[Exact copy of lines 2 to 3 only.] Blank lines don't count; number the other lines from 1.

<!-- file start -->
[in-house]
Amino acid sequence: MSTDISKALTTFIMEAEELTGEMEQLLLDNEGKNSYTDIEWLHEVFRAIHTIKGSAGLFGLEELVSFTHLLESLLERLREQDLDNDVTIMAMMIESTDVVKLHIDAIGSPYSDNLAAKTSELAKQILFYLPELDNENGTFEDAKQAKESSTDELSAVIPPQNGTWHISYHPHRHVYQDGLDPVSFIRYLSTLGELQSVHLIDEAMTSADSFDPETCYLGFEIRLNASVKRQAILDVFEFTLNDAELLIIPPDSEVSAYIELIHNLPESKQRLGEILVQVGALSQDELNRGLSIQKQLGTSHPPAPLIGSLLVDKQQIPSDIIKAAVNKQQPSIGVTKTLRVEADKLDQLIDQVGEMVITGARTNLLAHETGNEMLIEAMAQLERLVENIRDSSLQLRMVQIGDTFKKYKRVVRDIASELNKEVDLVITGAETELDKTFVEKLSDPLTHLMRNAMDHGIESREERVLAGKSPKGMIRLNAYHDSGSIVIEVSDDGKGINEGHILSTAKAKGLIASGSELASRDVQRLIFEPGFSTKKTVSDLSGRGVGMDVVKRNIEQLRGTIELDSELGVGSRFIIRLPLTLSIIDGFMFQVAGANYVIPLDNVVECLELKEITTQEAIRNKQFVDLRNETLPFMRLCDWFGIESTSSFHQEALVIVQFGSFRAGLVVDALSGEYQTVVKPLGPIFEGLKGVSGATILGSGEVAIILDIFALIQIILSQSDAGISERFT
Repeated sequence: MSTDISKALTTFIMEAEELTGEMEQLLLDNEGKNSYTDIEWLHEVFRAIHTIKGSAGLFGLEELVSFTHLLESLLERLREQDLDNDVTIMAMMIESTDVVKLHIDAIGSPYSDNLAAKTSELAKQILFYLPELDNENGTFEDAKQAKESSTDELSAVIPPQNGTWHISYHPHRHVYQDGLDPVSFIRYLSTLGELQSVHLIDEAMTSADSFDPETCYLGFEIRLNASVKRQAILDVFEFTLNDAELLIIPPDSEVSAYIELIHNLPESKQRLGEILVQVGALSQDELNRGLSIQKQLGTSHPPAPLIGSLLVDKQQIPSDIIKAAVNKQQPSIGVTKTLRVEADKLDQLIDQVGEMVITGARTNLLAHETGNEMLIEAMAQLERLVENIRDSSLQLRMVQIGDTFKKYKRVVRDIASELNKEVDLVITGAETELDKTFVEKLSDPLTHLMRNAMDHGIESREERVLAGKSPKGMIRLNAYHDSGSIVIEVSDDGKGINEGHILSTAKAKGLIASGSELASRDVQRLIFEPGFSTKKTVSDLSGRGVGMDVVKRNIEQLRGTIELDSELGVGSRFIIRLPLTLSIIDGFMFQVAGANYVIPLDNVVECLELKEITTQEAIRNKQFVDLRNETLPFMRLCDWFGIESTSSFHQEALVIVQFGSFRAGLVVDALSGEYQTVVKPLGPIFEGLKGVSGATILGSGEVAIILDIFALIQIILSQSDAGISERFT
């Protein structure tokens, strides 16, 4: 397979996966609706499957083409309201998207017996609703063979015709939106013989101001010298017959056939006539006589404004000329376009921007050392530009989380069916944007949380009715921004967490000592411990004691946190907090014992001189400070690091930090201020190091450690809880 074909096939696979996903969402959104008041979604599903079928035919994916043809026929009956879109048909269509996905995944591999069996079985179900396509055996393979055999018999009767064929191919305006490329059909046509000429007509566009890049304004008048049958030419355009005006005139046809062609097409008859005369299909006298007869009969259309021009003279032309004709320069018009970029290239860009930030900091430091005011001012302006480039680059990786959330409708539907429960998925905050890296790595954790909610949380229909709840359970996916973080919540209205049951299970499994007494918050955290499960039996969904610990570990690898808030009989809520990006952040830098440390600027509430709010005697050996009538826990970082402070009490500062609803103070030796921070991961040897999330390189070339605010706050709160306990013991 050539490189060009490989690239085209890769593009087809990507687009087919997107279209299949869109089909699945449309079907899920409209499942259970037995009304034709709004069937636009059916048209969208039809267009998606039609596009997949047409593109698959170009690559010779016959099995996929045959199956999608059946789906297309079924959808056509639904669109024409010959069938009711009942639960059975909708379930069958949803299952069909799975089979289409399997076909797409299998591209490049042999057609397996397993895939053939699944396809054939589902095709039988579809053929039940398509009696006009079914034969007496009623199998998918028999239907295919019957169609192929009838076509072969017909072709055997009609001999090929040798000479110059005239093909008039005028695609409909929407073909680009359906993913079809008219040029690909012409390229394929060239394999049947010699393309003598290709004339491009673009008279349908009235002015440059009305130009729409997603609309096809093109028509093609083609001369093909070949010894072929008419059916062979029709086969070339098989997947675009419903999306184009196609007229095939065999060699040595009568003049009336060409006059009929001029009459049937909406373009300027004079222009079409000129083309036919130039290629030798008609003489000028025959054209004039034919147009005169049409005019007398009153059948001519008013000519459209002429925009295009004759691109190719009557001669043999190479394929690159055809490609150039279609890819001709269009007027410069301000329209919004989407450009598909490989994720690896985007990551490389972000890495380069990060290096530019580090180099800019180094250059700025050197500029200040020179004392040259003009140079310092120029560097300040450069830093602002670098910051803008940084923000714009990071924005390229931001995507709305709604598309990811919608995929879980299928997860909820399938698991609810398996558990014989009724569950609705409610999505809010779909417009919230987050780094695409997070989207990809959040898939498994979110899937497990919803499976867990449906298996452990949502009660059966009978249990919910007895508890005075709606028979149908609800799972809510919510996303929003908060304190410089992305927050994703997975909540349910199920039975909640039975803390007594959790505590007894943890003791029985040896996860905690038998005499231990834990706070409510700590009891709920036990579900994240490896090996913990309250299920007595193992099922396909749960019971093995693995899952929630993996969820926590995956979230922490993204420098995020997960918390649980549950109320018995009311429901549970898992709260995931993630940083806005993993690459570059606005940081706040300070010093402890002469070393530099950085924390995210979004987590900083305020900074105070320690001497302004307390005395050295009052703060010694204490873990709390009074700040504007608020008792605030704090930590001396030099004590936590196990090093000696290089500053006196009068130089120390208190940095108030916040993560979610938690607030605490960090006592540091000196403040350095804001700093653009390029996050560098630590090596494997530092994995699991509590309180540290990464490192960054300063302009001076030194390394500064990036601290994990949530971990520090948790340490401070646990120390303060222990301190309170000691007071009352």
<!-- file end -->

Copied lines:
Amino acid sequence: MSTDISKALTTFIMEAEELTGEMEQLLLDNEGKNSYTDIEWLHEVFRAIHTIKGSAGLFGLEELVSFTHLLESLLERLREQDLDNDVTIMAMMIESTDVVKLHIDAIGSPYSDNLAAKTSELAKQILFYLPELDNENGTFEDAKQAKESSTDELSAVIPPQNGTWHISYHPHRHVYQDGLDPVSFIRYLSTLGELQSVHLIDEAMTSADSFDPETCYLGFEIRLNASVKRQAILDVFEFTLNDAELLIIPPDSEVSAYIELIHNLPESKQRLGEILVQVGALSQDELNRGLSIQKQLGTSHPPAPLIGSLLVDKQQIPSDIIKAAVNKQQPSIGVTKTLRVEADKLDQLIDQVGEMVITGARTNLLAHETGNEMLIEAMAQLERLVENIRDSSLQLRMVQIGDTFKKYKRVVRDIASELNKEVDLVITGAETELDKTFVEKLSDPLTHLMRNAMDHGIESREERVLAGKSPKGMIRLNAYHDSGSIVIEVSDDGKGINEGHILSTAKAKGLIASGSELASRDVQRLIFEPGFSTKKTVSDLSGRGVGMDVVKRNIEQLRGTIELDSELGVGSRFIIRLPLTLSIIDGFMFQVAGANYVIPLDNVVECLELKEITTQEAIRNKQFVDLRNETLPFMRLCDWFGIESTSSFHQEALVIVQFGSFRAGLVVDALSGEYQTVVKPLGPIFEGLKGVSGATILGSGEVAIILDIFALIQIILSQSDAGISERFT
Repeated sequence: MSTDISKALTTFIMEAEELTGEMEQLLLDNEGKNSYTDIEWLHEVFRAIHTIKGSAGLFGLEELVSFTHLLESLLERLREQDLDNDVTIMAMMIESTDVVKLHIDAIGSPYSDNLAAKTSELAKQILFYLPELDNENGTFEDAKQAKESSTDELSAVIPPQNGTWHISYHPHRHVYQDGLDPVSFIRYLSTLGELQSVHLIDEAMTSADSFDPETCYLGFEIRLNASVKRQAILDVFEFTLNDAELLIIPPDSEVSAYIELIHNLPESKQRLGEILVQVGALSQDELNRGLSIQKQLGTSHPPAPLIGSLLVDKQQIPSDIIKAAVNKQQPSIGVTKTLRVEADKLDQLIDQVGEMVITGARTNLLAHETGNEMLIEAMAQLERLVENIRDSSLQLRMVQIGDTFKKYKRVVRDIASELNKEVDLVITGAETELDKTFVEKLSDPLTHLMRNAMDHGIESREERVLAGKSPKGMIRLNAYHDSGSIVIEVSDDGKGINEGHILSTAKAKGLIASGSELASRDVQRLIFEPGFSTKKTVSDLSGRGVGMDVVKRNIEQLRGTIELDSELGVGSRFIIRLPLTLSIIDGFMFQVAGANYVIPLDNVVECLELKEITTQEAIRNKQFVDLRNETLPFMRLCDWFGIESTSSFHQEALVIVQFGSFRAGLVVDALSGEYQTVVKPLGPIFEGLKGVSGATILGSGEVAIILDIFALIQIILSQSDAGISERFT